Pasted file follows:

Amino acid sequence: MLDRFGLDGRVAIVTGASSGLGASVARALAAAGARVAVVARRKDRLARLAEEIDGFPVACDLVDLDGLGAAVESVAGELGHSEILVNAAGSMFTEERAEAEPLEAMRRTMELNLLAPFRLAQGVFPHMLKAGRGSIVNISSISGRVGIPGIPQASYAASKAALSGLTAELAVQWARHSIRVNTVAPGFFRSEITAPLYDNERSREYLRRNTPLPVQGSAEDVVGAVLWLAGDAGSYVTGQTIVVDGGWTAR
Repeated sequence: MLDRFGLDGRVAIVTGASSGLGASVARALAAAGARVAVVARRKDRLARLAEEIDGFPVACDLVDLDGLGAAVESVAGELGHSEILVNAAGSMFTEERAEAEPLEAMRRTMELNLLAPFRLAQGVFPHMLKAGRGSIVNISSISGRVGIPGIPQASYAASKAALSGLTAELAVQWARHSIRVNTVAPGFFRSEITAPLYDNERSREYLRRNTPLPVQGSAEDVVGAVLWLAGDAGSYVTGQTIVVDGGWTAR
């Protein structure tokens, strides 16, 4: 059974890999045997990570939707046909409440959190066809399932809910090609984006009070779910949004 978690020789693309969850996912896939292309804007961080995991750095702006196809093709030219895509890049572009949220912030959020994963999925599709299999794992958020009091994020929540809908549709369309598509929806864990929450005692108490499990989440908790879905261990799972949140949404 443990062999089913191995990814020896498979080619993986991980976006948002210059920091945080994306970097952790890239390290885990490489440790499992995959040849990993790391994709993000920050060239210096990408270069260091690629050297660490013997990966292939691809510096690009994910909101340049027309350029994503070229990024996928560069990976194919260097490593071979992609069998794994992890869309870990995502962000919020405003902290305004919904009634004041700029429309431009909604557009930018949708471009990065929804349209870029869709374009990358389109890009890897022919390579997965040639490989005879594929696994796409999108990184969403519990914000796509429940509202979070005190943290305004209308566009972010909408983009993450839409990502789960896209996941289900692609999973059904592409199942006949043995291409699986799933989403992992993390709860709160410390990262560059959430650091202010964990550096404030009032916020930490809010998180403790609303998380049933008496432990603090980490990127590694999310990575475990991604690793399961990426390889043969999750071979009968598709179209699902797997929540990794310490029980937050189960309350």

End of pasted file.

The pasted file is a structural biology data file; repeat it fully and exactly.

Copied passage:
Amino acid sequence: MLDRFGLDGRVAIVTGASSGLGASVARALAAAGARVAVVARRKDRLARLAEEIDGFPVACDLVDLDGLGAAVESVAGELGHSEILVNAAGSMFTEERAEAEPLEAMRRTMELNLLAPFRLAQGVFPHMLKAGRGSIVNISSISGRVGIPGIPQASYAASKAALSGLTAELAVQWARHSIRVNTVAPGFFRSEITAPLYDNERSREYLRRNTPLPVQGSAEDVVGAVLWLAGDAGSYVTGQTIVVDGGWTAR
Repeated sequence: MLDRFGLDGRVAIVTGASSGLGASVARALAAAGARVAVVARRKDRLARLAEEIDGFPVACDLVDLDGLGAAVESVAGELGHSEILVNAAGSMFTEERAEAEPLEAMRRTMELNLLAPFRLAQGVFPHMLKAGRGSIVNISSISGRVGIPGIPQASYAASKAALSGLTAELAVQWARHSIRVNTVAPGFFRSEITAPLYDNERSREYLRRNTPLPVQGSAEDVVGAVLWLAGDAGSYVTGQTIVVDGGWTAR
């Protein structure tokens, strides 16, 4: 059974890999045997990570939707046909409440959190066809399932809910090609984006009070779910949004 978690020789693309969850996912896939292309804007961080995991750095702006196809093709030219895509890049572009949220912030959020994963999925599709299999794992958020009091994020929540809908549709369309598509929806864990929450005692108490499990989440908790879905261990799972949140949404 443990062999089913191995990814020896498979080619993986991980976006948002210059920091945080994306970097952790890239390290885990490489440790499992995959040849990993790391994709993000920050060239210096990408270069260091690629050297660490013997990966292939691809510096690009994910909101340049027309350029994503070229990024996928560069990976194919260097490593071979992609069998794994992890869309870990995502962000919020405003902290305004919904009634004041700029429309431009909604557009930018949708471009990065929804349209870029869709374009990358389109890009890897022919390579997965040639490989005879594929696994796409999108990184969403519990914000796509429940509202979070005190943290305004209308566009972010909408983009993450839409990502789960896209996941289900692609999973059904592409199942006949043995291409699986799933989403992992993390709860709160410390990262560059959430650091202010964990550096404030009032916020930490809010998180403790609303998380049933008496432990603090980490990127590694999310990575475990991604690793399961990426390889043969999750071979009968598709179209699902797997929540990794310490029980937050189960309350």